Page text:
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War And Peace 646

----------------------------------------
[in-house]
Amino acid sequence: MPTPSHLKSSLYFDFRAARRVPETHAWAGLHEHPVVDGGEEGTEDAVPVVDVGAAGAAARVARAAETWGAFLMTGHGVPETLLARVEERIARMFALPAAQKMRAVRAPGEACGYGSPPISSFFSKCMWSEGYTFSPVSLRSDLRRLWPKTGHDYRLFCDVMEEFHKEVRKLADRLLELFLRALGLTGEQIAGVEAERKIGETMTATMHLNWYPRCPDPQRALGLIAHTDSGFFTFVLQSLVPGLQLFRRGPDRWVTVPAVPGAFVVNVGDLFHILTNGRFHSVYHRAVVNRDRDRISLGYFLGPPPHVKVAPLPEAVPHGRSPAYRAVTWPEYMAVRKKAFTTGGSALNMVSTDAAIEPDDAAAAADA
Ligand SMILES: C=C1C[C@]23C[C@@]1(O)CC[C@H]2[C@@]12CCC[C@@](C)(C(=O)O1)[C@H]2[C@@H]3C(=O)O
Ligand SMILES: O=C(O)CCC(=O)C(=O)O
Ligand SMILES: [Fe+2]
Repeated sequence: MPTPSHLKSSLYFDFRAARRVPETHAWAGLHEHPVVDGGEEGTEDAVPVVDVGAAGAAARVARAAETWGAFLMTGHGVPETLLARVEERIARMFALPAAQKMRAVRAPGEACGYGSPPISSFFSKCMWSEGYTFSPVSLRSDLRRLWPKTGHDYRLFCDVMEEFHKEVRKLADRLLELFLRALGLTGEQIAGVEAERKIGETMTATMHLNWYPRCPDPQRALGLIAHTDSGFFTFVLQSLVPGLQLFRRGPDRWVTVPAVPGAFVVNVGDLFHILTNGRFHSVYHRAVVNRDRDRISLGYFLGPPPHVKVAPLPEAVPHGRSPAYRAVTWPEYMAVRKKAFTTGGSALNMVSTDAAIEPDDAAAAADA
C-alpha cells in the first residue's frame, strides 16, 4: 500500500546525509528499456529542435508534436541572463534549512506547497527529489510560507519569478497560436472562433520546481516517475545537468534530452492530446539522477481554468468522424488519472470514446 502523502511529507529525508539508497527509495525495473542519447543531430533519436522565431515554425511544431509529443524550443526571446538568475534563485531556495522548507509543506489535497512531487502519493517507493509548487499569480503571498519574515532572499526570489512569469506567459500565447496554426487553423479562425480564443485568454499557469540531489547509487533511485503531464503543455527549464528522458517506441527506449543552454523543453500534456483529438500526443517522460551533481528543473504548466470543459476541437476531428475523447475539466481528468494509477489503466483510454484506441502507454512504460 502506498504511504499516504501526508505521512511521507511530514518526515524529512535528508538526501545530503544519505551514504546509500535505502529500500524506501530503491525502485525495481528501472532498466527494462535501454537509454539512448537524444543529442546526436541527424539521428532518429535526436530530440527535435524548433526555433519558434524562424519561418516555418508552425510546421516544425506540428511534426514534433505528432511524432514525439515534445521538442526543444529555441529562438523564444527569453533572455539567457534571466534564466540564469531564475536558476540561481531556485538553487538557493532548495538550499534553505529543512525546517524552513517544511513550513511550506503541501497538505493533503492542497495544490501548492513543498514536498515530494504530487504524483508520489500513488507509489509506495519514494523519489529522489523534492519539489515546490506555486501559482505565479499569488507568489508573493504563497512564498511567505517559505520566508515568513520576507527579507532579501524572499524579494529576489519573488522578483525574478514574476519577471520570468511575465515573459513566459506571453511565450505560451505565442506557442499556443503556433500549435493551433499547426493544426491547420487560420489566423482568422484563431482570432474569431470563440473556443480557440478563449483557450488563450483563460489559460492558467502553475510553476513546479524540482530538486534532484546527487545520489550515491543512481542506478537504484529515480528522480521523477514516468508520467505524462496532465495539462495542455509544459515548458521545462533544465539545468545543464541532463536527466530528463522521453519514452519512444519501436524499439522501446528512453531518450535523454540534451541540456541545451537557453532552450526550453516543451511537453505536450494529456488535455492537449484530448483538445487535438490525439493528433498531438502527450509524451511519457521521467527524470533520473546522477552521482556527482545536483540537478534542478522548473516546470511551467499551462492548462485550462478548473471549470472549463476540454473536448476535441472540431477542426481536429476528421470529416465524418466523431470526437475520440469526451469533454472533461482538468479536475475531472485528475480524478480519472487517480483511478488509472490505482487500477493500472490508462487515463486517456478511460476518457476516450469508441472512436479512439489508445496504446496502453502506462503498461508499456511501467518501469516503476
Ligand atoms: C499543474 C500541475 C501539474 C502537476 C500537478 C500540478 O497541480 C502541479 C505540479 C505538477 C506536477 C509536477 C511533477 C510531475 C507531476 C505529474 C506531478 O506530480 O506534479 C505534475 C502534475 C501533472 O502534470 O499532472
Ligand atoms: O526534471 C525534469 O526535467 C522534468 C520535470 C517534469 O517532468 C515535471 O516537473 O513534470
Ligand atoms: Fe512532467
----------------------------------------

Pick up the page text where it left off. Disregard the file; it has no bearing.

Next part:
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an electric shock seemed to run through Natashas whole being. Terrible anguish struck her heart, she felt a dreadful ache as if something was being torn inside her and she were dying. But the pain was immediately followed by a feeling of release from the oppressive constraint that had prevented her taking part in life. The sight of her father, the terribly wild cries of her mother that she heard through the door, made her immediately forget herself and her own grief. She ran to her father, but he feebly waved his arm, pointing to her mothers door. Princess Mary, pale and with quivering chin, came out from that room and taking Natasha by the arm said something to her. Natasha neither saw nor heard her. She went in with rapid steps, pausing at the door for an instant as if struggling with herself, and then ran to her mother. The countess was lying in an armchair in a strange and awkward position, stretching out and beating her head against the wall. Sonya and the maids were holding her arms. "Natasha! Natasha!..." cried the countess. "Its not true... its not true... Hes lying... Natasha!" she shrieked, pushing those around her away. "Go away, all of you; its not true! Killed!... ha, ha, ha!... Its not true!" Natasha put one knee on the armchair, stooped over her mother, embraced her, and with unexpected strength raised her, turned her face toward herself, and clung to her. "Mummy!... darling!... I am here, my dearest Mummy," she kept on whispering, not pausing an instant. She did not let go of her mother but struggled tenderly with her, demanded a pillow and hot water, and unfastened and tore open her mothers dress. "My dearest darling... Mummy, my precious!..." she whispered incessantly, kissing her head, her hands, her face, and feeling her own irrepressible and streaming tears tickling her nose and cheeks. The countess pressed her daughters hand, closed her eyes, and became quiet for a moment. Suddenly she sat up with unaccustomed swiftness, glanced vacantly around her, and seeing Natasha began to press her daughters head with all her strength. Then she turned toward her daughters face which was wincing with pain and gazed long at it. "Natasha, you love me?" she said in a soft trustful whisper. "Natasha, you would not deceive me? Youll tell me the whole truth?" Natasha looked at her with eyes full of tears and in her look there was nothing but love and an entreaty for forgiveness. "My darling Mummy!" she repeated, straining all the power of her love to find some way of taking on herself the excess of grief that crushed her mother. And again in a futile struggle with reality her mother, refusing to believe that she could live when her beloved boy was killed in the bloom of life, escaped from reality into a world of delirium. Natasha did not remember how that day passed nor that night, nor the next day and night. She did not sleep and did not leave her mother. Her persevering and patient love seemed completely to surround the countess every moment, not explaining or consoling, but recalling her to life. During the third night the countess kept very quiet for a few minutes, and Natasha rested her head on the arm of her chair and closed her eyes, but opened them again on hearing the bedstead creak. The countess was sitting up in bed and speaking softly. "How glad I am you have come. You are tired. Wont you have some tea?" Natasha went up to her. "You have improved in looks and grown more manly," continued the countess, taking her daughters hand. "Mamma! What are you saying..." "Natasha, he is no more, no more!" And embracing her daughter, the countess began to weep for the first time. CHAPTER III Princess Mary postponed her departure. Sonya and the count tried to replace Natasha but could not. They saw that she alone was able to restrain her mother from unreasoning despair. For three weeks Natasha remained constantly at her mothers side, sleeping on a lounge chair in her room, making her eat and drink, and talking to her incessantly because the mere sound of her tender, caressing tones soothed her mother. The mothers wounded spirit could not heal. Petyas death had torn from her half her life. When the news of Petyas death had come she had been a fresh and vigorous woman of fifty, but a month later she left her room a listless old woman taking no interest in life. But the same blow that almost killed the countess, this second blow, restored Natasha to

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